Operation Smile funds surgeries for children Global nonprofit group screens poor patients

November 08, 1998|By Alice Lukens | Alice Lukens,SUN STAFF

Five-year-old Marquis Ray seems normal -- except for his ears.

They jut out from his head at a sharp angle, causing people to stare, laugh and call him "elephant ears," says his mother, Lisa Muse, a Baltimore cafeteria worker. "A lot of people -- adults and kids -- tease him."

It is a cosmetic problem, one for which she could not afford to seek help -- until yesterday, when a nonprofit humanitarian organization, Operation Smile, which provides free medical care to indigent children with facial and hand deformities, held its first clinic in Baltimore.

Doctors at the clinic were screening children for a program to start in January called World Journey of Hope, in which Operation Smile volunteers will treat 5,000 children in 19 countries, including 200 in the United States.

Muse said she heard about Operation Smile from a nurse at her son's school. Marquis was one of five children brought by parents to the three-hour clinic screening at the UniversityCare medical center in West Baltimore's Edmondson Village Shopping Center.

"We were disappointed only five people came," said Donna L. Dolch, administrator for the Greater Baltimore chapter of Operation Smile. "We were hoping to get at least 25."

Linda M. Ryan, vice chairwoman of the Baltimore chapter, said Operation Smile will help all five.

The others were a 5-month-old girl with a wart-sized skin tag growing from her left ear, a 1-year-old girl with a possible cleft palate who has no appetite, an 8-year-old boy with a pea-sized tumor on his cheek, and a 15-year-old girl with a slight facial deformity and a hormonal imbalance that might be related.

Dorothy Smith of Parkville, the mother of 5-month-old Cheyenne Ellis, said she came to the clinic because people stare at her daughter's ear and she worried it would hurt Cheyenne's feelings.

"I've had too many people come up to me and say, 'What's wrong with her ear?' " Smith said. "I had her ears pierced to take attention away from it, but I think that attracts attention even more."

Smith, who described herself as a "full-time mom," said her insurance company told her it would not pay for an operation because the problem was "cosmetic." She said anesthesia alone would cost "almost $1,000" -- more than she can afford.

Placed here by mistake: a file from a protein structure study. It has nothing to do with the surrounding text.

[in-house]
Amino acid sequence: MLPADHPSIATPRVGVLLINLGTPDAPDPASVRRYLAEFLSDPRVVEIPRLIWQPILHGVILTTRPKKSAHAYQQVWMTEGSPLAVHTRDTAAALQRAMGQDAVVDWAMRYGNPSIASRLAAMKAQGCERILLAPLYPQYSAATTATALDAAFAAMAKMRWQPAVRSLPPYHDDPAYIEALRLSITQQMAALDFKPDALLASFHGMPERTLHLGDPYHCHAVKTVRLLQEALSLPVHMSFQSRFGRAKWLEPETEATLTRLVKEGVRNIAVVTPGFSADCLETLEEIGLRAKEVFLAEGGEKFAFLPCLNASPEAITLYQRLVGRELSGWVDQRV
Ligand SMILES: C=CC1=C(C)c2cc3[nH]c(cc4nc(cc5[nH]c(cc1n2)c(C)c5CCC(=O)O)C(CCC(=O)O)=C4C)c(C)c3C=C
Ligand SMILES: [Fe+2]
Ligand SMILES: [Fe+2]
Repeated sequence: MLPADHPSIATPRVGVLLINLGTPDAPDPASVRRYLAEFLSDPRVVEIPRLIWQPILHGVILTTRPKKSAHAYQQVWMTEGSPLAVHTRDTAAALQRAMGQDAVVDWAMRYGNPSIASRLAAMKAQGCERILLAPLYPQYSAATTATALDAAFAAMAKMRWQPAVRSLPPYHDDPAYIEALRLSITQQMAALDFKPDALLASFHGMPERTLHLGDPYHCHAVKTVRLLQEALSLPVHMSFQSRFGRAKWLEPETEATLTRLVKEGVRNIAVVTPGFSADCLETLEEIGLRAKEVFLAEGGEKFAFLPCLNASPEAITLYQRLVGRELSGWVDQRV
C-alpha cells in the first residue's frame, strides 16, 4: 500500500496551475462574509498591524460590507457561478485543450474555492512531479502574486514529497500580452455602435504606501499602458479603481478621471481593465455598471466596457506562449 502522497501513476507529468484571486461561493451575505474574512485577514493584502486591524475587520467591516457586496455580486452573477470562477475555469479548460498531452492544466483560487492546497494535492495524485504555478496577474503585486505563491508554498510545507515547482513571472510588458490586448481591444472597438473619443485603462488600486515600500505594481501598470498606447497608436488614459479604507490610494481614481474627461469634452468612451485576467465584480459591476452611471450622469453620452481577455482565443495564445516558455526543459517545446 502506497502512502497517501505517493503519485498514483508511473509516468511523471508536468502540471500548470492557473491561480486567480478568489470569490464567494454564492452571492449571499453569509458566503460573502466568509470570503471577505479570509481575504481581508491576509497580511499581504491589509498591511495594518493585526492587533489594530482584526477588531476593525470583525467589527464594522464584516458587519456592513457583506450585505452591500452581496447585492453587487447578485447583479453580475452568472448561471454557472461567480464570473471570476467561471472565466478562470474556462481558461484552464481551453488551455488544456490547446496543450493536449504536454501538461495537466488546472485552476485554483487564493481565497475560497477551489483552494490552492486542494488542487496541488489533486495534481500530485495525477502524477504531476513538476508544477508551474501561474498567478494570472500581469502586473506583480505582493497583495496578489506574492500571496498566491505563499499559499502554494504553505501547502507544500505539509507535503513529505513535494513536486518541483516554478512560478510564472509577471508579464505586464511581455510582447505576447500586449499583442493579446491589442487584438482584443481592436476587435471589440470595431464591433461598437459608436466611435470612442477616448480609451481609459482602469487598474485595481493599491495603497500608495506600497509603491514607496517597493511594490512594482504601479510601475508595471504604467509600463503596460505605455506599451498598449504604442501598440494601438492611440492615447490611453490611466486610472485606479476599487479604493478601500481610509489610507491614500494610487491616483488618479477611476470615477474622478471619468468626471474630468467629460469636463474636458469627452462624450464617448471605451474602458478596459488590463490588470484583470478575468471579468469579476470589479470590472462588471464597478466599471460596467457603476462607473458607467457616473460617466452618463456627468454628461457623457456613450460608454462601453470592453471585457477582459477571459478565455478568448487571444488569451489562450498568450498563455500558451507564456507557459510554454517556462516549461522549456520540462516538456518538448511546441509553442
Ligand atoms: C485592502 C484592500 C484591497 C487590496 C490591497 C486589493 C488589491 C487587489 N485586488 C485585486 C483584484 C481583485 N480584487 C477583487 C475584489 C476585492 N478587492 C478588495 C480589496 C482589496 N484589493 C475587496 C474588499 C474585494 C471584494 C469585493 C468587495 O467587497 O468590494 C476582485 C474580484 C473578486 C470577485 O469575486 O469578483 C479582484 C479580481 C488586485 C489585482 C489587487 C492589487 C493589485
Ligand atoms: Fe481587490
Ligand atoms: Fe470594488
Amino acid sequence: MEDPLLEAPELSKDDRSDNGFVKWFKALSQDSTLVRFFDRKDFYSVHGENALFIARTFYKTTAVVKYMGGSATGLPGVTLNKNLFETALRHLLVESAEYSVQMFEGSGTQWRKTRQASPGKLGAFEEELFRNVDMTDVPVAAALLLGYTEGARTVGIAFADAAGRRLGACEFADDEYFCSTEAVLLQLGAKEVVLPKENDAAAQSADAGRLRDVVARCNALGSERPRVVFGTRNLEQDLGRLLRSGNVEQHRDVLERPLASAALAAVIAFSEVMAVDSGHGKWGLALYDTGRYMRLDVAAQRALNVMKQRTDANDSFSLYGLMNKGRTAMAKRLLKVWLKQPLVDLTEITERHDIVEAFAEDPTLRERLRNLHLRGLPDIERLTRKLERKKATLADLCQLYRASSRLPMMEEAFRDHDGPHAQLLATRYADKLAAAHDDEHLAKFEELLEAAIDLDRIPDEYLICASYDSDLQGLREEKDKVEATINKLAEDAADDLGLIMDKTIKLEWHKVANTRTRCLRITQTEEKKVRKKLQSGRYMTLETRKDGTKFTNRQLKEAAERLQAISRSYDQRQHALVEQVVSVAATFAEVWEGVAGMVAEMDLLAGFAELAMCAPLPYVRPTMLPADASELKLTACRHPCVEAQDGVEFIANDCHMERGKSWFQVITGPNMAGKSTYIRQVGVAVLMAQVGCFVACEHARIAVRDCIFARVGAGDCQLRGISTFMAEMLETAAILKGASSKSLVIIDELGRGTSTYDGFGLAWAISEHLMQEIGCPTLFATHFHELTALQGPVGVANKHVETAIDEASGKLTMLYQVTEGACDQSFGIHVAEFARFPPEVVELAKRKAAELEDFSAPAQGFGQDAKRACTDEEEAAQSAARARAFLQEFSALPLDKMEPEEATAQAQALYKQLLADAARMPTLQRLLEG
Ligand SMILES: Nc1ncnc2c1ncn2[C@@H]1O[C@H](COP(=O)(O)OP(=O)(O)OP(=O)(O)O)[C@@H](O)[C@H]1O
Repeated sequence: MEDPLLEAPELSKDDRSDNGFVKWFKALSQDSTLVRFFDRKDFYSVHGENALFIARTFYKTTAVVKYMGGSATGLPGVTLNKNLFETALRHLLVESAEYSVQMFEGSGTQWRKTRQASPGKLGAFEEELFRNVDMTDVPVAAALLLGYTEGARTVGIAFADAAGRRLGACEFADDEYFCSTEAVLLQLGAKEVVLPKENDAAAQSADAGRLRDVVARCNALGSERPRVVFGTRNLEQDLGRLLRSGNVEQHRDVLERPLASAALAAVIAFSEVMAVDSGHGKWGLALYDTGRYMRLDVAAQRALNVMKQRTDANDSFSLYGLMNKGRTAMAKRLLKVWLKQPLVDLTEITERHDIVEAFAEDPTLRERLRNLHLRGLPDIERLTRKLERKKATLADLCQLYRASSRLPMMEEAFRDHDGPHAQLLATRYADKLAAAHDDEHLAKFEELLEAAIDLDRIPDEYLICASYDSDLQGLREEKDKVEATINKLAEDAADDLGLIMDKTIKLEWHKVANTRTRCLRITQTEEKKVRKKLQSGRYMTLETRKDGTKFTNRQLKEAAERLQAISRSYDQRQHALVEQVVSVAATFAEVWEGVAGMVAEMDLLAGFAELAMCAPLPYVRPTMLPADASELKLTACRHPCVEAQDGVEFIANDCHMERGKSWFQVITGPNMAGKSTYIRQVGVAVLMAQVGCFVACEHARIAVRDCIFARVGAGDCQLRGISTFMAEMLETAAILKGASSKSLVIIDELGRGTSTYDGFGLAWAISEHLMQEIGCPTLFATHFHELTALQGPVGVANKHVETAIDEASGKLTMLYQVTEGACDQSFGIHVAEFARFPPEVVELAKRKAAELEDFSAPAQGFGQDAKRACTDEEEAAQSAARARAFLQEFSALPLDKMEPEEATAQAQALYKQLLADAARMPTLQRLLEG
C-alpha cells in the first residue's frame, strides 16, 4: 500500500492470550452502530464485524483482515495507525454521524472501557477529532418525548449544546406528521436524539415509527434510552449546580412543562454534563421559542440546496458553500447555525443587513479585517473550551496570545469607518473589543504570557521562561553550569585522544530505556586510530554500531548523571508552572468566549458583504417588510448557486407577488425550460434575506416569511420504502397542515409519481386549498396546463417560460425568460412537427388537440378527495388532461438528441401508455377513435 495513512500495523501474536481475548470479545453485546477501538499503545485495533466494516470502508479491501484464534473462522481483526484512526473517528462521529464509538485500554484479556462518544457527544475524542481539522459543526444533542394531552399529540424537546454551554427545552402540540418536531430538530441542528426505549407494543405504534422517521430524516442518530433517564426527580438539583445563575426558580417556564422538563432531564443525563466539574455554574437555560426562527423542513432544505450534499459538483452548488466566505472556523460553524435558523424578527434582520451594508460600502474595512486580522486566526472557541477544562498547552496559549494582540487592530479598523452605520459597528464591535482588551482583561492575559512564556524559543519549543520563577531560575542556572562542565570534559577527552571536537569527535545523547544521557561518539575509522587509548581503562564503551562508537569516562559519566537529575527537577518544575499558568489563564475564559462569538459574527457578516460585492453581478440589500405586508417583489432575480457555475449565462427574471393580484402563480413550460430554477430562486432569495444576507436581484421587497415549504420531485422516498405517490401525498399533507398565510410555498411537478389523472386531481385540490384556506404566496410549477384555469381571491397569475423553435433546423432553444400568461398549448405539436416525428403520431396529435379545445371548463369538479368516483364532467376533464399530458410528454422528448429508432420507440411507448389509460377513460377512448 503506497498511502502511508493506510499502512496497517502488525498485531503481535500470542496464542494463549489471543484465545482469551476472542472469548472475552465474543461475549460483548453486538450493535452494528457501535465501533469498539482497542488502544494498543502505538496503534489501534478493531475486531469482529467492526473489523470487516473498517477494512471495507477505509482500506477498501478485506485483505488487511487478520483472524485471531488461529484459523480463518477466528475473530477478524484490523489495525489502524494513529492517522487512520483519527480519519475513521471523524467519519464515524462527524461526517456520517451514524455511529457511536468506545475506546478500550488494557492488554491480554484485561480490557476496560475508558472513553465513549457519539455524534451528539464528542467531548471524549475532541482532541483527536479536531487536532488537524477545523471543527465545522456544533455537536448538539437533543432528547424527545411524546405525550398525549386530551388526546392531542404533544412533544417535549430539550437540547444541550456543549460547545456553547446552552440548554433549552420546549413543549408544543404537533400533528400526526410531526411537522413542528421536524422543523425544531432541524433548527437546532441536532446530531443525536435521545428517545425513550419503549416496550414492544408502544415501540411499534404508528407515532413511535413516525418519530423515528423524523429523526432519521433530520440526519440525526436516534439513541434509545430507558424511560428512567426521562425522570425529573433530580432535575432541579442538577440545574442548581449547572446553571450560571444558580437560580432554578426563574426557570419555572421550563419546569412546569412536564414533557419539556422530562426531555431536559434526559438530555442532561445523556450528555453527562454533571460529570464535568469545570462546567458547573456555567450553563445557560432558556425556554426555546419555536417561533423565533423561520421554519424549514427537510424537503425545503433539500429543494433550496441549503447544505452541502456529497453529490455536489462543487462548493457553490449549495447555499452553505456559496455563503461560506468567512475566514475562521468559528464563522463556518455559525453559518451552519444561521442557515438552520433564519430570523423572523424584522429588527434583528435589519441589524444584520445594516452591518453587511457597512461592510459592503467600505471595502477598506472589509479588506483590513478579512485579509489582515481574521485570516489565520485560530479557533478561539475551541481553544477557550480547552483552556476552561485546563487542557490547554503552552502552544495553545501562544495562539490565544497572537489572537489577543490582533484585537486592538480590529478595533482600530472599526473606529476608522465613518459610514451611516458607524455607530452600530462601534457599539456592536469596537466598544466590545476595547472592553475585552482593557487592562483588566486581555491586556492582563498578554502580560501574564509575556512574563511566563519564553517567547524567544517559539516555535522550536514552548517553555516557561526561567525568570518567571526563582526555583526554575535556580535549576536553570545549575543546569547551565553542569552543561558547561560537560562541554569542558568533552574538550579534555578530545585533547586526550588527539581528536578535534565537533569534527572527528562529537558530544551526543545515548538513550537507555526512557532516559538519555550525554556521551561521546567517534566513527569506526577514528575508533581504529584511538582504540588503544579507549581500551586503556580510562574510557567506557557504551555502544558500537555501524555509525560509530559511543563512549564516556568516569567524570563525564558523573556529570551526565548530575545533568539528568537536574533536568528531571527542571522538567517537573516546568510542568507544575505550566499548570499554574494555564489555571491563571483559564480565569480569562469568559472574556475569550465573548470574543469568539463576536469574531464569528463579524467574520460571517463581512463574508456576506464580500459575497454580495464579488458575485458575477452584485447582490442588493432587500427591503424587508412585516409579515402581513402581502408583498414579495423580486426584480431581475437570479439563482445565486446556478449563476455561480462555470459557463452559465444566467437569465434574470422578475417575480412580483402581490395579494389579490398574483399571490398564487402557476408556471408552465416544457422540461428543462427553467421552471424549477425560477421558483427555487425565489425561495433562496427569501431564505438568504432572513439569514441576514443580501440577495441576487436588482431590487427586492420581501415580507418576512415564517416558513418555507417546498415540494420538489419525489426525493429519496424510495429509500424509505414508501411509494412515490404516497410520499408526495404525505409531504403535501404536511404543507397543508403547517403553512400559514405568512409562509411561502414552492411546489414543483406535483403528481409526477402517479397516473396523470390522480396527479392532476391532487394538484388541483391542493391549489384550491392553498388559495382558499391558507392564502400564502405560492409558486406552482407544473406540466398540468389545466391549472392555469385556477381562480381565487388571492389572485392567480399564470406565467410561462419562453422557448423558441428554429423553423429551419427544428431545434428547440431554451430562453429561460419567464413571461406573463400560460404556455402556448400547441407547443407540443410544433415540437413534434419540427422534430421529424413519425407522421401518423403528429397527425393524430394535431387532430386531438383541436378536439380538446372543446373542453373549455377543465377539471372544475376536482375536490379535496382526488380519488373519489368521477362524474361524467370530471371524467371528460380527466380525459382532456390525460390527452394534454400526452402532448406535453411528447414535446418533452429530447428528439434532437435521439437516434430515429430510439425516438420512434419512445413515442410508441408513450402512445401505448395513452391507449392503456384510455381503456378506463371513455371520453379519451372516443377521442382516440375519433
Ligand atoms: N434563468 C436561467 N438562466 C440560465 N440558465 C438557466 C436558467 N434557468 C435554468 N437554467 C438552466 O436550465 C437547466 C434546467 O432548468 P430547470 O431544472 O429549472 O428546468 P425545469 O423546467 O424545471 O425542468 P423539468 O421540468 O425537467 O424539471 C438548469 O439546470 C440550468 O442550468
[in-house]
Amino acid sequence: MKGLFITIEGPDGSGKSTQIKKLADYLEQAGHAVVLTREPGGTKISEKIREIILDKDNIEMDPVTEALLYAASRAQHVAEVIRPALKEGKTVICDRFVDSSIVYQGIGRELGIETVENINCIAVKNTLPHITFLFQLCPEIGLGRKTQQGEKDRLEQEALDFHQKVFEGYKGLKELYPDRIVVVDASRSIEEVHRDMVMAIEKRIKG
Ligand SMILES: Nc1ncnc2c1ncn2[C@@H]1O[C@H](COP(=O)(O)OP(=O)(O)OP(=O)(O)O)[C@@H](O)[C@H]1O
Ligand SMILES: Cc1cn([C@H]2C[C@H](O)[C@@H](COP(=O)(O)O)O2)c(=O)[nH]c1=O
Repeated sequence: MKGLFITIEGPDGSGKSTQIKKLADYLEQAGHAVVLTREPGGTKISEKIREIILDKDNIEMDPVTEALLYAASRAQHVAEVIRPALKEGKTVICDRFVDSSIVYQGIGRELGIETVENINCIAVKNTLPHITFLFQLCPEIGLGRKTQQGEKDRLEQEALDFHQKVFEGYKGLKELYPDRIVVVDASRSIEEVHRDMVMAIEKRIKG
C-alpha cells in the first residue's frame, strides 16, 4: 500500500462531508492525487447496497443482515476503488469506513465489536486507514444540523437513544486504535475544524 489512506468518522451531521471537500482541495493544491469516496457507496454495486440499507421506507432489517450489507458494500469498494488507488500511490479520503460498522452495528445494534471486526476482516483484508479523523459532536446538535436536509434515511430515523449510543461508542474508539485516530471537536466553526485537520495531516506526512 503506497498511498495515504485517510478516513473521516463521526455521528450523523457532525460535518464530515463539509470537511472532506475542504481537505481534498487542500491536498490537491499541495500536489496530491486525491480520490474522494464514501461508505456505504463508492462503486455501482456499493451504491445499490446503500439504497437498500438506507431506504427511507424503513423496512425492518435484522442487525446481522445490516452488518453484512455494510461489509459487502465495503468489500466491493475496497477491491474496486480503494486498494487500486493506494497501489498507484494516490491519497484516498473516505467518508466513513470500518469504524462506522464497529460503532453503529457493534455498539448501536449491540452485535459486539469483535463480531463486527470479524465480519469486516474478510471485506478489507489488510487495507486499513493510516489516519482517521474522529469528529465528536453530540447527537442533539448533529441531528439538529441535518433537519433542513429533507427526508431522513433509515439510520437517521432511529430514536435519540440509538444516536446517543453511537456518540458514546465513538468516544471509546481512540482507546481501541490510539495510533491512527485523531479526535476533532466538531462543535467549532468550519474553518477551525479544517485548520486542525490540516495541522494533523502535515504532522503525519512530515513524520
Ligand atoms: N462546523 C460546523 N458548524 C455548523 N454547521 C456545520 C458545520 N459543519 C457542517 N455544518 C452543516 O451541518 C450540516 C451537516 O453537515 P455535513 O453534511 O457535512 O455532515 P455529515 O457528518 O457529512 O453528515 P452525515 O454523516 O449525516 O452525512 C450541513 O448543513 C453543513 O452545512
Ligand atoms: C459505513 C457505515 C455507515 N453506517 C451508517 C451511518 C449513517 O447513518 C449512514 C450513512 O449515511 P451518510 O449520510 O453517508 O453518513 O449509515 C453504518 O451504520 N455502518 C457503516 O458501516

"I don't want something wrong with this beautiful baby," she said.

Since Operation Smile started in 1982, the Norfolk, Va.-based organization says, it has treated more than 45,000 children and young adults around the world. It has an operating budget this year of $67 million. The group is funded by donations and grants, Dolch said.

The children screened yesterday were far outnumbered by the staff -- which included three geneticists; two plastic surgeons; two pediatricians; one ear, nose and throat specialist; one anesthesiologist; and one dentist. Three nurses and about 10 medical students also were there.

Plastic surgeon Dr. Terri Hill of Mercy Medical Center said Operation Smile could easily help Marquis. After measuring his ears -- a difficult task, because the child does not like his ears touched -- she explained the operation to him and his mother.

"You would go to sleep, and when you woke up your ears would HTC be back and you'd have a big bandage on your head," Hill said. "They'll be a lot closer to what everyone else has and that's the purpose of it."

Charletta Knight, an office manager in Hill's office who volunteered yesterday, said she and Hill recently returned from a 12-day Operation Smile trip to Venezuela, where 200 procedures were performed on 157 children. She said the experience changed her life.

"You walk down the halls and you are God to the people," she said.

Yesterday's clinic was a lot less dramatic, she said, but she still felt good about it.

"If we get one child out of the day and are able to help this child, it's a success," she said. "It's not the numbers."

Operation Smile, which operates locally from an office at 100 N. Charles St., welcomes inquiries and can be reached by telephone at 410-244-8072.

Pub Date: 11/08/98

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